Home / Covid-19 / Pharmacists will be able to administer Covid-19 vaccine, says Matt Hancock

Pharmacists will be able to administer Covid-19 vaccine, says Matt Hancock

Matt Hancock

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By Isabel Shaw
Reporter

16 Jul 2020

Pharmacists will be able to administer the Covid-19 vaccine to people in the UK once a vaccine is found, the health secretary has announced.

Yesterday (16 July) Matt Hancock said that he will be ‘expanding who can legally vaccinate’ to ensure technicians, nurses and pharmacists can administer the future Covid-19 vaccine.

Pharmacists in the UK will play a ‘massive role’ in the nationwide rollout of the vaccine, Mr Hancock said.

In response to whether pharmacy technicians will also be included in the expanded workforce who are able to administer vaccinations, a spokesperson from the Department of Health said they were still ‘exploring options’.

‘The details of the policy are still in development, but ensuring safety will be central to any proposal.’

‘Finding a vaccine’

Community pharmacists can already provide a number of vaccination services, including seasonal and pandemic influenza, travel vaccinations and Hepatitis B for certain groups.

This news comes amid hopes a vaccine will be ready by autumn, after encouraging early results from clinical trials from the UK and US were recently published.

However, Mr Hancock was quick to add that this is only a guess because finding a vaccine is a ‘very inexact science.’

The ‘best case scenario [for finding the vaccine] would be some time this year’ but ‘more likely next year’, he said on Robert Peston’s ITV political interview show.

‘Key role for pharmacy’

Sandra Gidley, President of the Royal Pharmaceutical Society (RPS), told the Pharmacist she welcomed the announcement for the sector.

‘Pharmacy should be involved at the forefront of the planning and discussions of any national vaccination scheme,’ she said.

However, she added that ‘community pharmacies already provide NHS flu vaccinations in England and Wales’ and the RPS has ‘consistently stressed’ their potential to provide further patient access to other vaccines.

She said: ‘Any future decision of implementing a Covid-19 vaccination must be made using the clinical expertise, knowledge and accessibility of community pharmacists. Our profession can help

to reduce the demand for vaccine services elsewhere in the NHS, especially during the pandemic.’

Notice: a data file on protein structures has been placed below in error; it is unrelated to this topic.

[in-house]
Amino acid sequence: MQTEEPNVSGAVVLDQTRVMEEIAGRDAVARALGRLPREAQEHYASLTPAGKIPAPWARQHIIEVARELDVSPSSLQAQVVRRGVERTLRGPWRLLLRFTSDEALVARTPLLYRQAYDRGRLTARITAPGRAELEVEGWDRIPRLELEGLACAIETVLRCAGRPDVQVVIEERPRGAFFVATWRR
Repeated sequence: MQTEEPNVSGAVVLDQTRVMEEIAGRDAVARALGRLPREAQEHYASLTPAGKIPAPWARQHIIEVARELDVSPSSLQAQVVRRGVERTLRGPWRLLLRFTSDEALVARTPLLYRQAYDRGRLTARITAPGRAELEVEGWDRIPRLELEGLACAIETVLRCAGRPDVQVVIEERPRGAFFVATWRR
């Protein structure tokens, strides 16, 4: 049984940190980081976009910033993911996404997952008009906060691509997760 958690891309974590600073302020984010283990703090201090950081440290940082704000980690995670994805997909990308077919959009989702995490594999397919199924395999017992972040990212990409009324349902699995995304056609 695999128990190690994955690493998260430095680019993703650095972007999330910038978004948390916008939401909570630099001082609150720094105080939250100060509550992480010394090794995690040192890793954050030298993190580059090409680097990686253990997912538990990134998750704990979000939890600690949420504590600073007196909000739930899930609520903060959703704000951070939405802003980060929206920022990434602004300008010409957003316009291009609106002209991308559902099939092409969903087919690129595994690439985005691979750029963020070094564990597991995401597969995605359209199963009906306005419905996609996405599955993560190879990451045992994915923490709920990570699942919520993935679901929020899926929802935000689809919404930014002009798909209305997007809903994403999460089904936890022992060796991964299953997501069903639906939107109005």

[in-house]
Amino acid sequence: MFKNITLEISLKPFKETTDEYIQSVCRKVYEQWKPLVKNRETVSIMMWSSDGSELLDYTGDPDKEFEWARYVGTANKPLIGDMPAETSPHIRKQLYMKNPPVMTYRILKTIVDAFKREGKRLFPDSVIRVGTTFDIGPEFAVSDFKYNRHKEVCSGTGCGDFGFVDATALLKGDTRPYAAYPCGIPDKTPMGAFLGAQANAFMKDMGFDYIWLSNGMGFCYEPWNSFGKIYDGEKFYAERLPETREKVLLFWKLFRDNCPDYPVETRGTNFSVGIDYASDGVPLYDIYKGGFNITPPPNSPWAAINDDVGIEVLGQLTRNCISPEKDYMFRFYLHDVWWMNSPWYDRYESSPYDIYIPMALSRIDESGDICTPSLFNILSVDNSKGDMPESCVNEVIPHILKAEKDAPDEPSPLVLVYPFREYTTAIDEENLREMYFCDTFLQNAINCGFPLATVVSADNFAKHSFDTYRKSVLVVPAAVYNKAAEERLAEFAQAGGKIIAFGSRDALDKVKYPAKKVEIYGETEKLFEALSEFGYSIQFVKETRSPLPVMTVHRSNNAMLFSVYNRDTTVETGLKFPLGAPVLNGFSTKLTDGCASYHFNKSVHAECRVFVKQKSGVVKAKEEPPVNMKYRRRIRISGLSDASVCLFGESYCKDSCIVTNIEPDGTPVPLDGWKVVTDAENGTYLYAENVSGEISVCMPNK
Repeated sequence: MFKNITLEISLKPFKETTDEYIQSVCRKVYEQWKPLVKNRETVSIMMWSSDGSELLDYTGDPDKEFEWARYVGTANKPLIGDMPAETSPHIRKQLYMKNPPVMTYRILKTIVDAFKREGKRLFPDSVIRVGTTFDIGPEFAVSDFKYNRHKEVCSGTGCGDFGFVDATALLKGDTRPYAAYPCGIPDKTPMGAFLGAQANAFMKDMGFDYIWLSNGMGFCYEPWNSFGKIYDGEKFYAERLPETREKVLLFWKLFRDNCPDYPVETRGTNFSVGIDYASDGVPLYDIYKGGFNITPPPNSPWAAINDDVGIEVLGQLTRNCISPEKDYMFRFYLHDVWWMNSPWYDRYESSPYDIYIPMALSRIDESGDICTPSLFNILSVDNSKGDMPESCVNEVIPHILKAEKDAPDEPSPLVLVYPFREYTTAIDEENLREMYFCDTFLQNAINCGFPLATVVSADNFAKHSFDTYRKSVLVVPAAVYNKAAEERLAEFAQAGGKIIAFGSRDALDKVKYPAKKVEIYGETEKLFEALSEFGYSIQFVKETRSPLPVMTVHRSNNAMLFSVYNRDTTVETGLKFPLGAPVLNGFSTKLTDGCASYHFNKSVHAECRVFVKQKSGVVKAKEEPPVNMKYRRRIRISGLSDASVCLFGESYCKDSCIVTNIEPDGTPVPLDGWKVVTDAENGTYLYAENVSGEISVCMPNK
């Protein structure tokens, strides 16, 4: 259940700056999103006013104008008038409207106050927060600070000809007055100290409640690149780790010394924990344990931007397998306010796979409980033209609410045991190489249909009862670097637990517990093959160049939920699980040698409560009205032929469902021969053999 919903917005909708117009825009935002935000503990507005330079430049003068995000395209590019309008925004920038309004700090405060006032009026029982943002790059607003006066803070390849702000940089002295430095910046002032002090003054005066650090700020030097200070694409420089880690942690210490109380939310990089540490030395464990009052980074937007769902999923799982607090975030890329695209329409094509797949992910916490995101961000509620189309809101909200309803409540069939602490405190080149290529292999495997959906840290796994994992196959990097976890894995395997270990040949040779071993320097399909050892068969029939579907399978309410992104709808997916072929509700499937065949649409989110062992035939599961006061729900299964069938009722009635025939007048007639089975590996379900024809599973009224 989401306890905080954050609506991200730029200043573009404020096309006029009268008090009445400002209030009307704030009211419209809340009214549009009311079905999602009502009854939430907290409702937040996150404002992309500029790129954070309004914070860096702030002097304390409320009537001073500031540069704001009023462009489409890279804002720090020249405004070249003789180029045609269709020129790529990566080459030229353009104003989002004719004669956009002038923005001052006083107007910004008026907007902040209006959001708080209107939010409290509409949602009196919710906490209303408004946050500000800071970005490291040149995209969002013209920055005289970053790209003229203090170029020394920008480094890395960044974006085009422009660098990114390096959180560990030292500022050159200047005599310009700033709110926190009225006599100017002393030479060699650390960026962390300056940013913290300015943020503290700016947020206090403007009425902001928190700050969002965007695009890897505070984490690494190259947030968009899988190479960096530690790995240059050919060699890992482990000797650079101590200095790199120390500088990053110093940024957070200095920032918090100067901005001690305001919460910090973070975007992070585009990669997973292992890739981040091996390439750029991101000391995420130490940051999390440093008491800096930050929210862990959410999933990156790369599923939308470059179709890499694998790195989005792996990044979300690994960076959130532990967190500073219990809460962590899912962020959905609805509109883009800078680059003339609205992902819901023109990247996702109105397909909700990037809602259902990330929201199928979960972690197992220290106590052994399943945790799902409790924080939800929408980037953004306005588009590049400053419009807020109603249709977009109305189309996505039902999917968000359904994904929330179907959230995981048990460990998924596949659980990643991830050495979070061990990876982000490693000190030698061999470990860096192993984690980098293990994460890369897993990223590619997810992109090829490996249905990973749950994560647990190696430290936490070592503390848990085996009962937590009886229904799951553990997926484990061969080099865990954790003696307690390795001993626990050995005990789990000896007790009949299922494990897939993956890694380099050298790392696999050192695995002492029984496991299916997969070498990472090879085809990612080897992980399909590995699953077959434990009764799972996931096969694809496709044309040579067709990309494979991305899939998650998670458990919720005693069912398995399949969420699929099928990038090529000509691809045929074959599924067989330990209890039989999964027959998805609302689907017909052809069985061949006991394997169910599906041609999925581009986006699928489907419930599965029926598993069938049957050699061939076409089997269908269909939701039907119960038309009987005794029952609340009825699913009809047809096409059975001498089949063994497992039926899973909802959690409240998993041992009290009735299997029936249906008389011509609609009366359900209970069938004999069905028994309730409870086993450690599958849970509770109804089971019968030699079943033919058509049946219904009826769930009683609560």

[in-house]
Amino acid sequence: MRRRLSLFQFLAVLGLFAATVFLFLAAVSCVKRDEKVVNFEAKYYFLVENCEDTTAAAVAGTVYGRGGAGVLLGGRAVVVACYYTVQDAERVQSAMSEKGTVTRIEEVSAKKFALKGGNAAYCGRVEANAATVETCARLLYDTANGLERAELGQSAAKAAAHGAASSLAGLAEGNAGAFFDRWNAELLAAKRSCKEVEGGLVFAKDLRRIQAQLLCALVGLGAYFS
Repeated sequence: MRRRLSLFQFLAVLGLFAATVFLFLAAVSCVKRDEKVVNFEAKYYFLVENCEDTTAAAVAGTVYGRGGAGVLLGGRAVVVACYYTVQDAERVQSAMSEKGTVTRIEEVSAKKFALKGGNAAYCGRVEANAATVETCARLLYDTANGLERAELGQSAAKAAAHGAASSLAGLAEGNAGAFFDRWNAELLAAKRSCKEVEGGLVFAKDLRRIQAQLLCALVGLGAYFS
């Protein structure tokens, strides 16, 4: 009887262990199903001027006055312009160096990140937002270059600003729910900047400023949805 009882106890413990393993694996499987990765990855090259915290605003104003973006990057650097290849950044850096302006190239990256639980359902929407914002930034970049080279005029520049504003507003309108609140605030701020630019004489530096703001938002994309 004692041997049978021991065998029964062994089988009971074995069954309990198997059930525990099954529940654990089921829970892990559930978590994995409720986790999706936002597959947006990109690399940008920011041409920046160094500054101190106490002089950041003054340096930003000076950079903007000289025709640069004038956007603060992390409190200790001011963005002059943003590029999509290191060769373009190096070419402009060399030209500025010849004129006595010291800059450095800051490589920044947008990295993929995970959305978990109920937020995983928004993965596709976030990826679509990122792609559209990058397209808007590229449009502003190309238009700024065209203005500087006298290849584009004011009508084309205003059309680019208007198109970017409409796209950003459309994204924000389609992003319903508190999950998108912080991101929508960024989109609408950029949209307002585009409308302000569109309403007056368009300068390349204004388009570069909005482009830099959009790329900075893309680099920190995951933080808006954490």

‘Flu vaccination programme’

During a National Pharmacy Association (NPA) conference earlier this week (13 July), Mr Hancock announced that he wanted to ‘see pharmacies involved’ in the ‘the biggest flu vaccination programme in history’.

‘You have an incredibly important role to play’ he said. ‘Frankly, we’re going to need to use all of the capabilities that are at our disposal to deliver the vaccine programmes in the months ahead.’

The health secretary’s comments come as the government prepares for the possibility of both flu and Covid-19 co-circulating during the winter months.

A new report, published by the Academy for Medical Sciences, has warned that the government must prepare for a second spike of Covid-19. It suggests that the country should prioritise protecting itself from the ‘worst effects’ of flu by getting ‘people at risk, and health and care workers safely vaccinated’, in order to save lives and reduce the risk of the NHS being overwhelmed.

The Department of Health has not yet confirmed a widespread flu immunisation programme. However, last month it sent a letter to community pharmacies and general practices in England to say the government considerations for expanding the eligibility criteria for NHS-funded flu vaccinations were ‘underway’.

Currently, those who qualify for the NHS-funded flu vaccine include all children between two to 10 years old, those in clinically at-risk groups between the ages of six months and 65 years, pregnant women, people living in care homes, and all health and social care staff.


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